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The detection of Rickettsia akari in 2 human patients increased the diversity of rickettsioses affecting the public health in the southeast of Mexico. Rickettsialpox should be considered in the differential diagnosis with other febrile illnesses for the correct diagnosis and accurate treatment of this potential threat to human health.
Rickettsialpox is an illness characterized by fever, headache, papulovesicular rash over the trunk and extremities, and, in 80% of cases, appearance of an eschar. Rickettsia akari, the etiologic agent of rickettsialpox, is commonly transmitted by the bite of the house-mouse mite, Liponyssoides sanguineus. Human cases of rickettsialpox, as well as infected mites and potential reservoirs of R. akari, have been found in several countries, including the United States, Turkey, Croatia, and Ukraine (1–5). Despite the presence of the house mouse (Mus musculus) around the world, in Latin America human cases caused by R. akari have not been reported, and rickettsial diseases caused by antigenically related rickettsiae have been confined to R. rickettsii, R. felis, R. prowasekii, R. typhi, and R. parkeri (6–11). We report 2 human cases of R. akari infection in the Yucatan Peninsula of Mexico.
Patient 1 was a 9-year-old girl who came to the public hospital in Merida, Yucatan, in May 2008. Her illness had started abruptly with high fever and headache, then evolved over a 12-day period to include nausea, vomiting, hemorrhagic conjunctivitis, excessive lacrimation, and epistaxis. She was treated empirically with antipyretic drugs and had a slight improvement; 3 days after beginning treatment, fever and epistaxis returned with myalgia; irritability; papulovesicular rash involving the extremities, thorax, and oral mucosa; vaginal and gingival bleeding; and disseminated ecchymoses. Clinical laboratory studies showed hemoglobin 9.9 g/dL and hematocrit 29.0% (reference ranges 12–18 g/dL and 31%–51%, respectively), thrombocytopenia (45 × 103 platelets/mL [reference range 140–440 × 103 platelets/mL]), prolonged prothrombin and thromboplastine times (20 s and 64 s [reference range 10–15 s and 25–35 s, respectively]), neutrophilia, and elevated transaminase (aspartate transaminase 100 mU/mL [reference range 14–36 mU/mL], alanine transaminase 148 mU/mL [reference range 9–52 mU/mL]). The girl was hospitalized in the intensive care unit with a preliminary diagnosis of shock from dengue hemorrhagic fever.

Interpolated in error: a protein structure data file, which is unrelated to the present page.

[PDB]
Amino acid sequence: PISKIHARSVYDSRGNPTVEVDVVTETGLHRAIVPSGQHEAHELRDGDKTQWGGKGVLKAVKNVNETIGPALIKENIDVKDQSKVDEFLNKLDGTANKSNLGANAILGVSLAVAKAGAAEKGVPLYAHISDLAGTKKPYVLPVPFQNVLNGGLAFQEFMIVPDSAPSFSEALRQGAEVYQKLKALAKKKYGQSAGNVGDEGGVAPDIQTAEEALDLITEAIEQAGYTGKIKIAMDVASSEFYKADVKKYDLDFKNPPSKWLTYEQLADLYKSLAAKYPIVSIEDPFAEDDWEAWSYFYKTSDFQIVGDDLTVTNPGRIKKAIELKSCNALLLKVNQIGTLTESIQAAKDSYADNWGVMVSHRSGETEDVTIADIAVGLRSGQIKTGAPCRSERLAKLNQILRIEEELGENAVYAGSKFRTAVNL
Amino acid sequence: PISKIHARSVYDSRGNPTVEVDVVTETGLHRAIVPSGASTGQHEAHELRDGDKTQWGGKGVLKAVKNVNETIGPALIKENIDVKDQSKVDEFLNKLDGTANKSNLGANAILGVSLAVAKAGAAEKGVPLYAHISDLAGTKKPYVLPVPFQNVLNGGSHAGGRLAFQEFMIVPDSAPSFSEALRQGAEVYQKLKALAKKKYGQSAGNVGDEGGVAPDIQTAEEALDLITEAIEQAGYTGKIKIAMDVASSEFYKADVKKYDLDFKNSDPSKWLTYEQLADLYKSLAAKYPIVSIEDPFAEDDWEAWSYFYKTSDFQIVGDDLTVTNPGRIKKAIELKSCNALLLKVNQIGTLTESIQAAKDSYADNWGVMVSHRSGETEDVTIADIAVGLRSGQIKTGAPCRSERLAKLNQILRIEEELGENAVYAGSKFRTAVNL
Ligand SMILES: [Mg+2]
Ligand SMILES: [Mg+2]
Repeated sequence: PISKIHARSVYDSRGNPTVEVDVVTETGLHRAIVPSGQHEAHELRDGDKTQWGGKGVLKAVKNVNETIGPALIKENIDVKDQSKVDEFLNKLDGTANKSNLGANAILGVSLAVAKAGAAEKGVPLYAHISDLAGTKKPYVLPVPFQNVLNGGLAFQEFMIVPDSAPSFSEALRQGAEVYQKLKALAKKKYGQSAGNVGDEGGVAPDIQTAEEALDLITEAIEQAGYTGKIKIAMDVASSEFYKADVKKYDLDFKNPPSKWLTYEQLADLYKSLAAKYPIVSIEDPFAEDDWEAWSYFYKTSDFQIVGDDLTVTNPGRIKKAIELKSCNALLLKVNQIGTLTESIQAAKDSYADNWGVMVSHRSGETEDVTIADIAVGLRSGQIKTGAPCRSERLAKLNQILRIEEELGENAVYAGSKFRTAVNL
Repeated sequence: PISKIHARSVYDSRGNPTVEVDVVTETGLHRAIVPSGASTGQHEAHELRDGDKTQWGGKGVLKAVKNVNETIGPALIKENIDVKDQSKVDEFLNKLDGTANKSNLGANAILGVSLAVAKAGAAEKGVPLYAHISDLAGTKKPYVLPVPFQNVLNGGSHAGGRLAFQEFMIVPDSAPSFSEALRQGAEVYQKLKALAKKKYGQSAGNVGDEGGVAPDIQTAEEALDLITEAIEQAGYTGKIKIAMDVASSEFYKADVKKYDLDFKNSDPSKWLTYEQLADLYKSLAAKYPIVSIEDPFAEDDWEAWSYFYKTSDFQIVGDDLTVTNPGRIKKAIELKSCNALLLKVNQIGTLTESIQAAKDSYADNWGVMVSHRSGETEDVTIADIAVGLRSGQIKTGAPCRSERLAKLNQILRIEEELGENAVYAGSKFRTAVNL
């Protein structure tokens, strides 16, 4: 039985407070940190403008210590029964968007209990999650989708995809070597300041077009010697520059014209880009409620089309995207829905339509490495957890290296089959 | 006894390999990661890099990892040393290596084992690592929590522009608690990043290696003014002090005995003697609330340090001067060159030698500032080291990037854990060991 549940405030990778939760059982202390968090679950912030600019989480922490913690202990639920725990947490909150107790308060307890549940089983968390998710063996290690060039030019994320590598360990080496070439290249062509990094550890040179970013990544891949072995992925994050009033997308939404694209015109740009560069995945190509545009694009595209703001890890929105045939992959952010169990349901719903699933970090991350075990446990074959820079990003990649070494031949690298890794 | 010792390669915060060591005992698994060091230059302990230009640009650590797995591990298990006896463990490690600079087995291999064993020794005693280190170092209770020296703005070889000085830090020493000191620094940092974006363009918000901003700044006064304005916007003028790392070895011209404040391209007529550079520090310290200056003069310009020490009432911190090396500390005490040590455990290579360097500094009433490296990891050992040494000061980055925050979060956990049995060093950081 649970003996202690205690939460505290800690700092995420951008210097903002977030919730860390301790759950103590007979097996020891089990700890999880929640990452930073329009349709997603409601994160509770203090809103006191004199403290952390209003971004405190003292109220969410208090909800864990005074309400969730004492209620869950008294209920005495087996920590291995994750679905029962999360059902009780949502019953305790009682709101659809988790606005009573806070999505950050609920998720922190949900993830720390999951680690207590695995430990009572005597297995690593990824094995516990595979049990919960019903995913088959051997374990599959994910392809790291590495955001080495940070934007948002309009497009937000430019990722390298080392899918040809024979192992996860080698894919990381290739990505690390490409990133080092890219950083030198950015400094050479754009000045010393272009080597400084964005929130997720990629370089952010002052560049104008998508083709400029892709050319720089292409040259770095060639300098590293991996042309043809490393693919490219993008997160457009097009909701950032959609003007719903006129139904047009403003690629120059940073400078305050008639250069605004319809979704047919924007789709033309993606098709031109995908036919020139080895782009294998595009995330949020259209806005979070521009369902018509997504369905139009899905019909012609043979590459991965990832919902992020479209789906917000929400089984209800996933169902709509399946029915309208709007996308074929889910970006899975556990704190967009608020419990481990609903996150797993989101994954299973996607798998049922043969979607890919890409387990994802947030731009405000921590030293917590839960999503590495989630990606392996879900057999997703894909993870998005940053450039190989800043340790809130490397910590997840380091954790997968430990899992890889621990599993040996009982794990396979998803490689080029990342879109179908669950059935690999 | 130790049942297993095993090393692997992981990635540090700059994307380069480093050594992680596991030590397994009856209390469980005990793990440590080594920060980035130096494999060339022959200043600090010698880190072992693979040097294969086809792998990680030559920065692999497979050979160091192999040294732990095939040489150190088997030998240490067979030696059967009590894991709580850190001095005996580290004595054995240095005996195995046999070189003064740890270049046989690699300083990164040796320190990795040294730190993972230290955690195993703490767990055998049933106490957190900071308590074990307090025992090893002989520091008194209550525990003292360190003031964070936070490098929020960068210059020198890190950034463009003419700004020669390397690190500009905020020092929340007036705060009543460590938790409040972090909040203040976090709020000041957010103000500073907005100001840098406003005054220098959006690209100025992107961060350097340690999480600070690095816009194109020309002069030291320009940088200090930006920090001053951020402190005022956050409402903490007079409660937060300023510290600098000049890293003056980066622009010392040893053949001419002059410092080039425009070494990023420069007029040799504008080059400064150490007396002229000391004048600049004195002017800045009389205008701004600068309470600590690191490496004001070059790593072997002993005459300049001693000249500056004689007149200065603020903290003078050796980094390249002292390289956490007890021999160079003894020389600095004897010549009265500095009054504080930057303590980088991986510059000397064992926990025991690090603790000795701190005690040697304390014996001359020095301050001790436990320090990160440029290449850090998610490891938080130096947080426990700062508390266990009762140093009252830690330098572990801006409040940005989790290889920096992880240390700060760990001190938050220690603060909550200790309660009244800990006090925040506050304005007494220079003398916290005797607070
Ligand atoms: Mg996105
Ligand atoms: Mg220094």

Patient 2 was a 32-year-old woman in whom rickettsialpox was diagnosed in July 2008. She reported visiting a suburban area and being bitten by an unidentified arthropod. Her illness started abruptly with fever, headache, myalgia, and arthralgia in her extremities. The patient showed signs of dengue fever and was treated symptomatically. Three days after the first symptoms, a papulovesicular rash appeared on her extremities and thorax. Clinical laboratory results showed thrombocytopenia (100 × 103 platelets/mL [reference range 140–440 × 103 platelets/mL]) with slightly prolonged clotting times of thrombin and prothrombin, and neutrophilia.
Rickettsiosis was diagnosed on the basis of PCR amplification and sequencing of bacterial genes; immunofluorescent assay (IFA) and restriction fragment length polymorphism (RFLP) analyses confirmed the diagnosis and identified the Rickettsia species. Blood was collected in 3.8% sodium citrate as anticoagulant, and DNA was extracted immediately by QIAamp DNA kit (QIAGEN, Valencia, CA, USA) following the manufacturer’s instructions. PCR amplification was performed by using genus-specific primers for the rickettsial 17-kDa protein gene (5′-GCTCTTGCAACTTCTATGTT-3′ and 5′-CATTGTTCGTCAGGTTGGCG-3′) (434-bp PCR fragment) and the outer membrane protein B (ompB) primers (5′-ATGGCTCAAAAACCAAATTTTCTAA-3′ and 5′-GCTCTACCTGCTCCATTATCTGTACC-3′) (996-bp PCR fragment). The positive controls used were DNA of R. felis, R. rickettsii, R. akari, R. typhi, R. conorii, and R. honei, provided by the Rickettsial and Ehrlichial Diseases Research Laboratory (University of Texas Medical Branch, Galveston, TX, USA); 1 reaction without DNA was used as a negative control. To avoid contamination, DNA of the positive controls and the patients was handled separately.